Unwelcome and inappropriate planning applications blight London, and particularly the Royal Borough of Kensington and Chelsea. The dangers of developments driven purely by profit, which do not benefit the communities around them in any way at all, must be curtailed.

In my previous role as spokesperson for Planning on the Kensington and Chelsea Labour Group, I did my best within procedural rules, to speak out for residents on unwelcome planning applications. Over the years this has ranged from arguing the case against the unsympathetic and greedy plan for Earl’s Court Exhibition Centre site, to supporting a disabled tenant who did want to suffer the indignity of a proposed balcony overlooking her garden.

The takeover of our local shopping parades and high streets by identikit coffee chains, the lack of adequate implementation of licensing rules for bars, restaurants and clubs, create problems of coexistence in residential areas where people are forced to fight licensing hours just to get a good night’s sleep. Planning policies – local, London-wide and national – are too often balanced in favour of developer profit and against the creation or maintenance of sustainable neighbourhoods where people of all ages can coexist in comfort and harmony.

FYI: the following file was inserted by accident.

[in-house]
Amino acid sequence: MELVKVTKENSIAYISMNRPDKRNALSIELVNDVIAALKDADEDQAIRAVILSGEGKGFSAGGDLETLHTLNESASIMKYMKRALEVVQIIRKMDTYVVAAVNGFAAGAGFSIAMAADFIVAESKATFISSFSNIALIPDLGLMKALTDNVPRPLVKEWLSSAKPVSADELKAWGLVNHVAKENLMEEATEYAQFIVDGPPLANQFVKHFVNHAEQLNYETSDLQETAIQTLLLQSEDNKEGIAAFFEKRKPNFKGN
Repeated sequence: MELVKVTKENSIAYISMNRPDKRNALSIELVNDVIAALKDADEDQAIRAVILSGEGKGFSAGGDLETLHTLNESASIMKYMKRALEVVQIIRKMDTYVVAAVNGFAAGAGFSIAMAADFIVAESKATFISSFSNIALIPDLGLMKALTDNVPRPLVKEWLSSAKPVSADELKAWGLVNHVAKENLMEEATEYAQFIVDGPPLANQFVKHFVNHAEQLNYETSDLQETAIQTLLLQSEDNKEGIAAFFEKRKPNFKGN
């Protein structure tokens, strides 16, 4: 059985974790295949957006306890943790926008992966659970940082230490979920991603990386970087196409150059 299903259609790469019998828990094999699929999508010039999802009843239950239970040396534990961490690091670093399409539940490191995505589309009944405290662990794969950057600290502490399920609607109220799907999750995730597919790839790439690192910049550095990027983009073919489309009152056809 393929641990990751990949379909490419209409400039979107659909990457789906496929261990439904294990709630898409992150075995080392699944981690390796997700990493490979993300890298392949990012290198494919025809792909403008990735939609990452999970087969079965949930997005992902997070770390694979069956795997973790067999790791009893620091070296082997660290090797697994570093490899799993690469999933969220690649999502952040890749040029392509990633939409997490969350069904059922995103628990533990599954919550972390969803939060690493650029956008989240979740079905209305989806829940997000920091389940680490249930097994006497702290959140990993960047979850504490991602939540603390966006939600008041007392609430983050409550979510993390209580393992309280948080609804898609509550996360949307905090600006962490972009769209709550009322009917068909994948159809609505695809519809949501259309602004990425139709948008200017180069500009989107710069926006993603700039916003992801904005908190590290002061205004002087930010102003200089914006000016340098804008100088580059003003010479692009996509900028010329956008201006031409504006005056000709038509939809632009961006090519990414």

It is a constant surprise to me that the Council Planning department is so heavily balanced towards supporting development. Where this is unwelcome, the Council is therefore acting directly against those who they are supposed to serve. Enforcement is a constant concern, and must be better funded to stop developers taking advantage of the Council’s weakness in this area.

The problem of  unregulated AirBnB in Kensington is huge and growing, with instances of homes taken over for pay parties and ensuing street violence a growing threat. While this is a growing challenge for local police, living in areas with such a high rate of short term letting is also difficult and dispiriting for those who live there all year and have to suffer the consequence of the erosion of neighbourhood cohesion, dumping of rubbish in the street,  and loss of character and perceived safety. The London APPG in Westminster recently met with the Deputy Mayor of London, Housing to discuss tightening regulation on short term letting.

I will always meet residents’ groups when available, and will advise and support them where it is clear that threatened developments will impact on their quality of life.